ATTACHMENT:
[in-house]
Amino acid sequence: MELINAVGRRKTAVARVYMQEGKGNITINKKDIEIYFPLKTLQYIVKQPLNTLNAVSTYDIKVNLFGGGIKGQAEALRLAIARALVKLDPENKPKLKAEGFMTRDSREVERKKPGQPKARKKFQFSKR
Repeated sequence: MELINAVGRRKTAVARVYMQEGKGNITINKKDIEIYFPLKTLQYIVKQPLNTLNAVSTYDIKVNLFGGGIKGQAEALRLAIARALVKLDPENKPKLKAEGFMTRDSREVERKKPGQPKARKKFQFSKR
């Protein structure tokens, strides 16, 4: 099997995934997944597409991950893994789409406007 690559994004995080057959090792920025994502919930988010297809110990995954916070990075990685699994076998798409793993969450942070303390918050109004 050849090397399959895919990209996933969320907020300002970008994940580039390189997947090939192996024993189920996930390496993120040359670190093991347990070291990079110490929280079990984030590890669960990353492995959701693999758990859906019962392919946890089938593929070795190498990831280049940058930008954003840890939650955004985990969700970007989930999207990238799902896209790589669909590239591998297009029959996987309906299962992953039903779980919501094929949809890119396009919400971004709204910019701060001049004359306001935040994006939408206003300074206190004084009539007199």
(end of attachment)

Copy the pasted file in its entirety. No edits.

[in-house]
Amino acid sequence: MELINAVGRRKTAVARVYMQEGKGNITINKKDIEIYFPLKTLQYIVKQPLNTLNAVSTYDIKVNLFGGGIKGQAEALRLAIARALVKLDPENKPKLKAEGFMTRDSREVERKKPGQPKARKKFQFSKR
Repeated sequence: MELINAVGRRKTAVARVYMQEGKGNITINKKDIEIYFPLKTLQYIVKQPLNTLNAVSTYDIKVNLFGGGIKGQAEALRLAIARALVKLDPENKPKLKAEGFMTRDSREVERKKPGQPKARKKFQFSKR
């Protein structure tokens, strides 16, 4: 099997995934997944597409991950893994789409406007 690559994004995080057959090792920025994502919930988010297809110990995954916070990075990685699994076998798409793993969450942070303390918050109004 050849090397399959895919990209996933969320907020300002970008994940580039390189997947090939192996024993189920996930390496993120040359670190093991347990070291990079110490929280079990984030590890669960990353492995959701693999758990859906019962392919946890089938593929070795190498990831280049940058930008954003840890939650955004985990969700970007989930999207990238799902896209790589669909590239591998297009029959996987309906299962992953039903779980919501094929949809890119396009919400971004709204910019701060001049004359306001935040994006939408206003300074206190004084009539007199």